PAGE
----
Startup Brands Should Follow This Strategy to Authentically Differentiate

startup brands

Startup brands stop leading with features and benefits!

If only more startup brands understood the value of brand strategy and how it could lead them away from leading with features and benefits vs. why the brand matters.

Convincing minds by capturing hearts: the new brand-building approach.

What comes first? The rational decision to take the next step on the path to purchase, or the emotional trigger that gets them started on that path? Aren’t we humans cool? We pride ourselves on our cognitive skills, our ability to weigh pros and cons, and our decision-making power. After all, these factors separate us from other life forms.

We also prefer to emphasize our thoughts because we are able to talk about them, explain them, and defend them.

However, what is clear is that we are emotional beings. We navigate the world with our emotional sensors, reading external messages and filtering them based on their relevance to our core human needs and desires. It follows that we are more attracted to brands that tap into our emotionally-based needs than those which don’t.

But what do many brands do?

Oddly, many start-up brands, particularly those in the technology sector, do the opposite. They lead with their technological feature and the most obvious and superficial claims (often the same claims made by their competitors).

This leaves these brands in an emotionally barren no-mans-land in which differentiation doesn’t exist, competition rages, and brands languish.

What your brand can do.

You can think about the impact your brand has beyond the claims you currently make. We’re not saying your current claims are wrong or unneeded, just that to prevail in today’s world it pays to look deeper.

When seen through the lens of meaning, your brand takes on a new shape, adopts a new aura, and elevates itself within the competitive set. It does this by striking strong emotional cords that resonate strongly against core human needs and desires.

Why now?

If you’re a enterprise tech company or a start-up, you’ll want to use the fuel of a meaningful purpose-led brand to scale fast. If your brand is more established, you’ll want its strength to fight off competitors, retain valued customers, atrract top talent, and keep employees focused, aligned, and motivated.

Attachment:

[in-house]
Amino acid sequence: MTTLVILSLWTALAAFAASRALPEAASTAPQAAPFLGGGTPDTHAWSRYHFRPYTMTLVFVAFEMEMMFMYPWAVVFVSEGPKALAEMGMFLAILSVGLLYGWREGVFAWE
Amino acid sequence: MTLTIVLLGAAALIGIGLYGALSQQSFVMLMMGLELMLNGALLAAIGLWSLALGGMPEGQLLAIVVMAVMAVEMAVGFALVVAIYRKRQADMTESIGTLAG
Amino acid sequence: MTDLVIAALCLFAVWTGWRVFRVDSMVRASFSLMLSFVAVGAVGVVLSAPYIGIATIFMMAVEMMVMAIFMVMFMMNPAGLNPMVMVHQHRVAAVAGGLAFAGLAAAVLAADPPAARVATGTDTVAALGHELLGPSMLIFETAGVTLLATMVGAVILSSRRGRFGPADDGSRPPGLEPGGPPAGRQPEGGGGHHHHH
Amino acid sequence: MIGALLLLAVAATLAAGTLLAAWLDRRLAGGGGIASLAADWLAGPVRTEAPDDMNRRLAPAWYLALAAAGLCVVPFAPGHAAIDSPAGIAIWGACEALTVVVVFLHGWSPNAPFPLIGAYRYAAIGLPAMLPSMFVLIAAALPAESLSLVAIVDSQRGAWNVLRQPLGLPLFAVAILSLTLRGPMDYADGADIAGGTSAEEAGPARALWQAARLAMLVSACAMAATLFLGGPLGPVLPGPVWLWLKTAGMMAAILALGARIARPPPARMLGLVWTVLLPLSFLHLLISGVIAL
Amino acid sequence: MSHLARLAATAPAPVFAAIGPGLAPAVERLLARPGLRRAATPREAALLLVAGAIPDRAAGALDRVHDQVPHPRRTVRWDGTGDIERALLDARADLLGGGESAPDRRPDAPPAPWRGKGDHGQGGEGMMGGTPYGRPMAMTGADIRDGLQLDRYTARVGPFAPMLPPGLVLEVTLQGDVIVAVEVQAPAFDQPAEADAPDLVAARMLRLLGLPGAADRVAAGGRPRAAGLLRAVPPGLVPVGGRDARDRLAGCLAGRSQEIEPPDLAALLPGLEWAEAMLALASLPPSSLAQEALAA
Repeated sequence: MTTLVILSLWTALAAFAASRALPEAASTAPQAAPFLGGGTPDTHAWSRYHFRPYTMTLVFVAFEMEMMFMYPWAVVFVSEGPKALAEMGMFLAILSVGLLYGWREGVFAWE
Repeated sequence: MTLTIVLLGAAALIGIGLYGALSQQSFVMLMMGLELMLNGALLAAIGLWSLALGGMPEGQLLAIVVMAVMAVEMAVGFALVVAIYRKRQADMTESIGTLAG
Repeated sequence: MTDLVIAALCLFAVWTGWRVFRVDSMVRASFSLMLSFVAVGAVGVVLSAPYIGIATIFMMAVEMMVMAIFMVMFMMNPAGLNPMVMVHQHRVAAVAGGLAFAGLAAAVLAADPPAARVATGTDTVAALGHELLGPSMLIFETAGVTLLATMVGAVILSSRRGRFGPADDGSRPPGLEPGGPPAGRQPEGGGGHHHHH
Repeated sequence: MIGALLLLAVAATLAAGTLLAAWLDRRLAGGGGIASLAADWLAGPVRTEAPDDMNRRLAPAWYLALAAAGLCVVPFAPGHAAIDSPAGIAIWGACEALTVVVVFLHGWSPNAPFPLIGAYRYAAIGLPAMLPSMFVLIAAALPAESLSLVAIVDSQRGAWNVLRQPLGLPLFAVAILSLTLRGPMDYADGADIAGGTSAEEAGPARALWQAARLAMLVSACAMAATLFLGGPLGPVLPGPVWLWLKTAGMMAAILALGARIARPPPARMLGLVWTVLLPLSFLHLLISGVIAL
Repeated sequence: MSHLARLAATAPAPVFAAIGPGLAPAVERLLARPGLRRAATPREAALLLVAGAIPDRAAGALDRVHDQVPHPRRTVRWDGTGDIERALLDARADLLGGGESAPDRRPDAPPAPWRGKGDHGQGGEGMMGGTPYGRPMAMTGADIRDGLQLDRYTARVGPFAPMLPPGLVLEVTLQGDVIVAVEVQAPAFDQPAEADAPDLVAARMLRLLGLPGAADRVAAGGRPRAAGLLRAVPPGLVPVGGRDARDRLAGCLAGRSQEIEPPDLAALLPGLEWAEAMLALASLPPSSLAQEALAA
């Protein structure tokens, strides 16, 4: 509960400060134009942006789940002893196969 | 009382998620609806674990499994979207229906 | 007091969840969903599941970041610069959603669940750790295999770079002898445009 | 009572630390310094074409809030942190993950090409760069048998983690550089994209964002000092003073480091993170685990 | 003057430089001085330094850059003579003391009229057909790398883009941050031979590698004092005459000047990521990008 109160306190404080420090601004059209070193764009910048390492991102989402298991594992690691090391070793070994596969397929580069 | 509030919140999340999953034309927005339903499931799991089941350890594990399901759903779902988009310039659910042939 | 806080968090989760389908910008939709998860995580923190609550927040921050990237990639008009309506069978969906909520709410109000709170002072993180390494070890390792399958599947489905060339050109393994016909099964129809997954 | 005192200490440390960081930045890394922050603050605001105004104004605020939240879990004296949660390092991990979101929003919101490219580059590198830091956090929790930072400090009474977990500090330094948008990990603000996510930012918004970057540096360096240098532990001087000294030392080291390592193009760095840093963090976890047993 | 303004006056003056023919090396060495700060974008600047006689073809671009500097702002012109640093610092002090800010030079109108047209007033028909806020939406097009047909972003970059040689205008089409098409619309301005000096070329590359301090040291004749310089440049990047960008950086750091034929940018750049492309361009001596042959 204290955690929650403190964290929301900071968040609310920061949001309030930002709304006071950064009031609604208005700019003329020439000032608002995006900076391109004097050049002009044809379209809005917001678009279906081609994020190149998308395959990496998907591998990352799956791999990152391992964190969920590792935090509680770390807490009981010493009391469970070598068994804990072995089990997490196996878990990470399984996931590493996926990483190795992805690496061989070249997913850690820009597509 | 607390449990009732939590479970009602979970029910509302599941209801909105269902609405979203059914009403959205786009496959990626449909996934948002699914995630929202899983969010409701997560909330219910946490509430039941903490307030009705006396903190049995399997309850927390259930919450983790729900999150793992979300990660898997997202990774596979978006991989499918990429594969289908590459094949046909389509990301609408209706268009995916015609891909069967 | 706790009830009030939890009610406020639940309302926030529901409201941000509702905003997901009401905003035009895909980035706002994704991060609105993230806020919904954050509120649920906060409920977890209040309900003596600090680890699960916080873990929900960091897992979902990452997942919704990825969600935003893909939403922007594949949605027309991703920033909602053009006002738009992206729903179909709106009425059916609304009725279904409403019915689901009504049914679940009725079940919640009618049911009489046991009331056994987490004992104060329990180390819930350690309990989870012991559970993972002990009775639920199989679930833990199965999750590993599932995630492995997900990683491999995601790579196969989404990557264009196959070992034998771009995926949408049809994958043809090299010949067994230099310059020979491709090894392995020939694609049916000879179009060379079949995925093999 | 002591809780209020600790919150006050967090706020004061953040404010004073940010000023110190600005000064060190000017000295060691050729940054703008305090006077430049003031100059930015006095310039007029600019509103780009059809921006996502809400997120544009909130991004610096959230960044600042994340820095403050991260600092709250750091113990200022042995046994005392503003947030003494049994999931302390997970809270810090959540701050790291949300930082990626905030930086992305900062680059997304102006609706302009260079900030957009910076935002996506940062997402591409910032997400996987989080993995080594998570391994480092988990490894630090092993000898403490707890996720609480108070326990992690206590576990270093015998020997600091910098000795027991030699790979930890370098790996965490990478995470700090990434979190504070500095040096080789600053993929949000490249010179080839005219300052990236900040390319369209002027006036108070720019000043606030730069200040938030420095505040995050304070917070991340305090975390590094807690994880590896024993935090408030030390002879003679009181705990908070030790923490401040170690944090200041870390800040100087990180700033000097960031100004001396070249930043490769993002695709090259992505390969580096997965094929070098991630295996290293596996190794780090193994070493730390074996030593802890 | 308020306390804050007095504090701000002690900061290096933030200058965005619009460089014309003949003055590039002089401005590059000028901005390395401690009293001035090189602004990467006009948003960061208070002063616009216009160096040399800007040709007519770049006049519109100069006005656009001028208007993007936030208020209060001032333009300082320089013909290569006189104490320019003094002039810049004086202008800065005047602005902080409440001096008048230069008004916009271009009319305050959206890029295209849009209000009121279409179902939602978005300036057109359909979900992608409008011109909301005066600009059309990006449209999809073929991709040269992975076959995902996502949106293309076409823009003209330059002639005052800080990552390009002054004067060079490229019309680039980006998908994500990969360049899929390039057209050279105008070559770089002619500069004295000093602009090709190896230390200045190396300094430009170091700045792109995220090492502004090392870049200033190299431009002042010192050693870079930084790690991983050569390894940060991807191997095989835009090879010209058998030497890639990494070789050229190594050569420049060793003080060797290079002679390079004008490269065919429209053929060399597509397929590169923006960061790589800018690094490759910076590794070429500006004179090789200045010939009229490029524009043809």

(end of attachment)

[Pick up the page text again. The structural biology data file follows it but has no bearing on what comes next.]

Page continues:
It’s not easy to change your brand’s orientation when you’re up to your neck in the rational tasks and responsibilities of running a business. It may, at first, feel uncomfortable and, well, irrational!

But with time you’ll start to see, and most important feel, the difference a meaningful purpose can make. As Punit Renjen, chairman of Deloitte, the world’s largest audit, tax, and consulting firm said after adopting a meaningful purpose for his admittedly conservative firm, “It just feels good.”

Purpose-led does not mean we you are not focused on growth and scale. It is a strategy that can help differentiate your business by leading with purpose. At Emotive Brand, we map brand strategy to business strategy. Once we understand the goals and objectives of your business, it is only from there that we lead with purpose as we develop your brand strategy.

Additional reading on startup brands: 6 Reasons Why a Start-up Should Invest in Brand Strategy at the Very Beginning.

Emotive Brand is a San Francisco brand strategy firm

Comments (1)

  1. Dear Emotive Brands,

    Great post! I could not agree more.

    Are you aware of the fast growing natural media industry that is using water, sand, moss, grass, chalk, milk paint and a growing number of sustainable techniques to produce outdoor communication messages that have a lower impact on the environment while having a higher impact on the audience?
    These techniques are a very tangible example of sustainability in action. Often the media is a big part of the message.

    I have been involved in this new industry for 7 years in Amsterdam. I come from Northern California and went to school in San Francisco. Local boy does good 😉

    Just thought you might like to know about this new industry.

    Warmest regards,
    Jim

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